The motions required for testing gratings are simple rotation about a vertical axis perpendicular to the optical axis of the monochromator that passes through the apex of the test grating. The sample holder datum edge positions the front surface at the point of rotation. System tests measured efficiencies of plane gratings at angles of incidence from about 7 to 30 degrees and for wavelengths between 120 and 300 nm.

Schematic of the vacuum- and purge-capable spectrophotometer configured as a spectral test station for measurement of plane diffraction grating efficiency and polarized response.

Figure 2.
Schematic of the vacuum- and purge-capable spectrophotometer configured as a spectral test station for measurement of plane diffraction grating efficiency and polarized response. The rotatable detector is shown in several positions in the sample chamber. In this system, the grating may be at a fixed angle of incidence relative to the monochromator beam, allowing the photomultiplier tube to rotate independently about it, or the angle of incidence and the observed diffraction angle to change simultaneously. Courtesy of McPherson.

The test station has three main sections: a monochromatic illuminator; beam delivery optics and polarizer; and the sample chamber (Figure 2). In the sample chamber, a scintillator and light pipe can rotate around the grating being tested. They homogenize the signal, reducing photometric errors caused by nonuniform photocathodes in the photomultiplier and other detectors. The grating (sample) mount can be linearly translated out of the beam. When out of the beam, the detector receives the radiation from the monochromator exit slit and beam delivery optics, I0. It is the ratio of this reference intensity incident on the grating to the diffracted that provides a result as percent efficiency. The polarizer is in the beam when desired and can easily be inserted or retracted under vacuum or purge conditions.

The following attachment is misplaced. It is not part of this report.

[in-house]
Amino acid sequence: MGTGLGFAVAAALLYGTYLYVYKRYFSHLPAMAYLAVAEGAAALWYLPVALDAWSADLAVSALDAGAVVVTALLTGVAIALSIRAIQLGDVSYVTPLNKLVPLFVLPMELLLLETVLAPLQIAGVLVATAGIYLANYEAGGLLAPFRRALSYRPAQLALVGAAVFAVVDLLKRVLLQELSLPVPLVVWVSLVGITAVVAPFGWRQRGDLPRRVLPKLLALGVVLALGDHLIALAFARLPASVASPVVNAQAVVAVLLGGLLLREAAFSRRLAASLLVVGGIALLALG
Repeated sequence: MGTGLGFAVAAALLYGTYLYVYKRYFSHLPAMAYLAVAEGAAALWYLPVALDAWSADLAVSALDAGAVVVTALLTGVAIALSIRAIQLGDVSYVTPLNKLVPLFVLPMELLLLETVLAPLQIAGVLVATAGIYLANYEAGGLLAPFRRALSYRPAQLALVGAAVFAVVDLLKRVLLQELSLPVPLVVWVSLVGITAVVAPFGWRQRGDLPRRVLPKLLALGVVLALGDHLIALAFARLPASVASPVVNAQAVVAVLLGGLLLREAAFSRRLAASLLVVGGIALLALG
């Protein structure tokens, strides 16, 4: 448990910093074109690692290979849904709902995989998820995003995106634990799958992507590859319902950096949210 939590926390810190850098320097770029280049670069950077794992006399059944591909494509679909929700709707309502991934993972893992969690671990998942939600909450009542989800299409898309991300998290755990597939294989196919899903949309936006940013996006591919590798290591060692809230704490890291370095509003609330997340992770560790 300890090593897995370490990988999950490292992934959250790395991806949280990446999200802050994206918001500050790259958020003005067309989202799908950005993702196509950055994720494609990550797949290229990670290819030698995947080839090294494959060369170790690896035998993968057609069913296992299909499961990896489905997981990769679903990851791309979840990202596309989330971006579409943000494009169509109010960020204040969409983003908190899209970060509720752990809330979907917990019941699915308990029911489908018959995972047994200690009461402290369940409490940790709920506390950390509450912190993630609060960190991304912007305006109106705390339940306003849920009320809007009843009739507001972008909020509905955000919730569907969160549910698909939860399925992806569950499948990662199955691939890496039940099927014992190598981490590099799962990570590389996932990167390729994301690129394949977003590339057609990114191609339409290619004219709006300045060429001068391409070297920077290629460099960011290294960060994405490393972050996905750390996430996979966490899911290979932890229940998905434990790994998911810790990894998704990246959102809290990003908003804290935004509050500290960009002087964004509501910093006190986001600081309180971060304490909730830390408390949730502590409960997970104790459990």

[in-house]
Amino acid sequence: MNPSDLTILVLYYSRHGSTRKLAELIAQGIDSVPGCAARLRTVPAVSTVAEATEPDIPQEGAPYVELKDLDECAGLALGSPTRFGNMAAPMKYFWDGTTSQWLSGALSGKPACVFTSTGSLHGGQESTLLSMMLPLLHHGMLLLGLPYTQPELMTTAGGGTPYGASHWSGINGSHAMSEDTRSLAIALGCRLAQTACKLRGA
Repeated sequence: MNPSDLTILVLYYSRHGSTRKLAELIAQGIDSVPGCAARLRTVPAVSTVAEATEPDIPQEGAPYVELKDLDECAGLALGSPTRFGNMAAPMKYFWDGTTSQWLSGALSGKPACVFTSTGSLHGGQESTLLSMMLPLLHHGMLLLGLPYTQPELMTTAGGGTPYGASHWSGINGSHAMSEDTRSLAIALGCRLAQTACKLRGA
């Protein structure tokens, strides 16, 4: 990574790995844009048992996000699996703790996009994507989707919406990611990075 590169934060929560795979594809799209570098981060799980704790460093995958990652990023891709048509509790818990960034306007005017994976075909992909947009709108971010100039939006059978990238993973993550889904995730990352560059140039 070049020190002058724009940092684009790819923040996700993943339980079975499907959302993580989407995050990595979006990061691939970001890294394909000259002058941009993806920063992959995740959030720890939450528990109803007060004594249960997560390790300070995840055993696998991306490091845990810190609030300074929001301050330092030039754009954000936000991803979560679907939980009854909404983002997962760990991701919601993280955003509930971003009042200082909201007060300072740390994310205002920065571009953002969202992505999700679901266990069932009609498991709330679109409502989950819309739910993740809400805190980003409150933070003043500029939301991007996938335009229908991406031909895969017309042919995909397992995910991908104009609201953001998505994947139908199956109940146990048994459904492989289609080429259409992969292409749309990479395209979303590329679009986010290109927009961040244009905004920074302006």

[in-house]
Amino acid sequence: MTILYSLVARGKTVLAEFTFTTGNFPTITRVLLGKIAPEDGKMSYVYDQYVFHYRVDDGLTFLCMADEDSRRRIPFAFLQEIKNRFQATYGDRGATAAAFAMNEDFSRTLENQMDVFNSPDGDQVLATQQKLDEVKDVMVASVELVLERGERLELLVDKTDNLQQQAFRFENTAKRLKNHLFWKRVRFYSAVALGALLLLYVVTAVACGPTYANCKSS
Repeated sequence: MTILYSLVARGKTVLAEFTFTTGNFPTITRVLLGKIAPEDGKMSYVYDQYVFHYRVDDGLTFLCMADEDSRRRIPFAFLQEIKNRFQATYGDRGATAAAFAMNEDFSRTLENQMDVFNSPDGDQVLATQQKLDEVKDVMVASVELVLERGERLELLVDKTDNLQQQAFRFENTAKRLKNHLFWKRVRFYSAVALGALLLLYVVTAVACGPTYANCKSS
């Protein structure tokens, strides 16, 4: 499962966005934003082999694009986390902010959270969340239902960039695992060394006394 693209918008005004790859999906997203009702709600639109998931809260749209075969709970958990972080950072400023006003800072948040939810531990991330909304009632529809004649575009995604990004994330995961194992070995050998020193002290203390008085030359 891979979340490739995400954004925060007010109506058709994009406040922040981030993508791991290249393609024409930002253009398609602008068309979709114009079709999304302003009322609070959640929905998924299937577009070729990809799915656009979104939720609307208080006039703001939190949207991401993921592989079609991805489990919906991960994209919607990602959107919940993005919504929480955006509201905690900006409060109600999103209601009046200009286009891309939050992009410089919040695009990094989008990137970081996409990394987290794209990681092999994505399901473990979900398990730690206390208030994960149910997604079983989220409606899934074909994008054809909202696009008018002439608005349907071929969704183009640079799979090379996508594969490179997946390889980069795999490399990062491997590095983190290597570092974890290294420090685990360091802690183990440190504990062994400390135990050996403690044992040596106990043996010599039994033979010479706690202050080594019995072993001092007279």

Measured diffraction grating efficiency of 1200-g/mm (red) and 1000-g/mm (blue) diffraction gratings in the deep UV, below 200 nm.

Measured diffraction grating efficiency of 1200-g/mm (red) and 1000-g/mm (blue) diffraction gratings in the deep UV, below 200 nm. At these wavelengths, the nature and quality of the reflection coating applied to the grating surface play a significant role in performance. Courtesy of McPherson.

To measure reflection efficiency, the grating is placed in the measuring position and rotated to desired angle of incidence. Software settings allow setting and control of the diffracted order, scan start and end wavelengths and increment, or wavelength step size. Software indexes wavelength from the monochromatic illuminator and angular position of the grating under test. The measured value and reference make a ratio for results in percent reflectance. This is an absolute test system because results are not relative to another coated witness part or sample. This is a more meaningful figure of merit in wavelength regions where photo degradation and contamination play a marked role in optic performance4.

Detector rotation in the sample chamber is possible from zero (blocking the incoming beam) to 180 degrees, the transmission testing position. The limitation to angle of incidence comes from scintillator and beam size. High sample angles are limited by signal-to-noise ratio, as beam size must be reduced to make a smaller footprint at the sample for reduced apparent area of samples when rotated to high angles. One is able to rotate the grating to about 65 degrees without any difficulty or loss of fidelity in results.

Polarized and average response for a 2400-g/mm replicated holographic diffraction grating.